Proof that you can be lazy and still help the planet, this hammock from Nakie is made from 100 percent recycled materials—including about 37 plastic water bottles. It’s sturdy enough to hold two adults (and perhaps a dog or two) with a whopping 500 pound weight limit. But even if it does take an unexpected beating, they Nakie offers a lifetime warranty. Each hammock comes with the necessary straps and carabiners—in other words, everything you need to hang it from a pair of sturdy trees. And because trees are an essential component in what Nakie does, the brand also plants four trees in a Madagascar reserve with every purchase. To date, that adds up to over 150,000 trees.
Sustainably Sourced Jacket That Scrunches Into a Pocket
Mountain Hardwear Women's Ghost Whisperer/2 Hoody
Generally speaking, saying a jacket is made of trash isn’t much of a compliment. But in the case of this Mountain Hardware’s Ghost Whisperer/2 Hoody, it actually is. The brand relies on 100% recycled materials for the face and trim fabric—in other words, it uses trash that would otherwise be destined for landfills.
The jacket also uses 800-fill, responsibly sourced, RDS-certified down insulation to help keep you warm. (An ounce of 800 fill down will loft to 800 cubic inches.) It’s always at least a little bit colder after dark, so bringing an ultralight, layer-able jacket on your camping trip is a good idea year round. And this one takes up a scant amount of space—it can literally pack into its own pocket.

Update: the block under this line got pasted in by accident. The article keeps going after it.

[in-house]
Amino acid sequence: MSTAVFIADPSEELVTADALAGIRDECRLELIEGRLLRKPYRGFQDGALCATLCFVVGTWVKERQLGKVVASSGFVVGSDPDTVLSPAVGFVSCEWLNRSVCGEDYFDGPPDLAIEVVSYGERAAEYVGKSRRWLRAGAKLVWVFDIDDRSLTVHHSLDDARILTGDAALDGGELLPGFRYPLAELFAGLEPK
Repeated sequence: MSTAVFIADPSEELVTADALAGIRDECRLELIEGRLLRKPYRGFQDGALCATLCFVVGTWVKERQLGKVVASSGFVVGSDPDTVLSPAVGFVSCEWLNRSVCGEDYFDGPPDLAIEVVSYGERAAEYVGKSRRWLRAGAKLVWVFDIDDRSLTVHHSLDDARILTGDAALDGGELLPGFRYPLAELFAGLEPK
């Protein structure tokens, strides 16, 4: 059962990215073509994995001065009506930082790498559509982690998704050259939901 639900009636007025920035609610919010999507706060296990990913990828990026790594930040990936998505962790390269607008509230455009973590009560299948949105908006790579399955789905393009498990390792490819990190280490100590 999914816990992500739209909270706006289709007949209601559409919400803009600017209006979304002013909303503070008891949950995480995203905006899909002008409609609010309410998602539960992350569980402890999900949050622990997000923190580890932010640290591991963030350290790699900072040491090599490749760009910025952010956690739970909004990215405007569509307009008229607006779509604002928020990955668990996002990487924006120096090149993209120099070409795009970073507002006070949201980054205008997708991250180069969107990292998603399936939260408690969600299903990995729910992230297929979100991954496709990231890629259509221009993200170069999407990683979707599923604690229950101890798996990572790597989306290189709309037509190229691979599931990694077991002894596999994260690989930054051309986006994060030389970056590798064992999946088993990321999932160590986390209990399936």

This is the women’s version, but Mountain Hardwear offers a version of the jacket for men as well.
An Upcycled Backpack
Cotopaxi Inca 26L Backpack
You need to get all your gear to your campsite somehow, so why not do it with this thoughtfully designed backpack from Cotopaxi? It’s part of the brand’s (Re)Purpose Collection, which uses high-quality bits and pieces left over from other companies’ production runs. Despite having a Frankenstein-like build, it’s well designed, with adjustable straps and smart storage solutions. And because it’s made from scraps, no two bags look exactly alike—the colors are literally one-of-a-kind. Consider it sustainably bespoke.
Beyond backpacks, the brand also uses scraps in coats, fanny packs and even masks. Its goal is to make every product with 100% repurposed materials by next year.
A Solar-Powered Light
BioLite SunLight 100
BioLite’s mission statement is “To empower people and protect our planet through access to renewable energy.” The company does that by making affordable, quality products—like lamps, stoves, and battery banks—that are powered by the sun.
The SunLight 100 Portable Solar Light is particularly nifty. During the day, clip it to your backpack or leave it on a table and let the sun charge it via the wide solar panel on the back. At night, hand it from the roof of your tent to illuminate your space.
Source : https://www.forbes.com/sites/forbes-personal-shopper/2021/10/25/sustainable-camping-accessories-outdoor-equipment/3303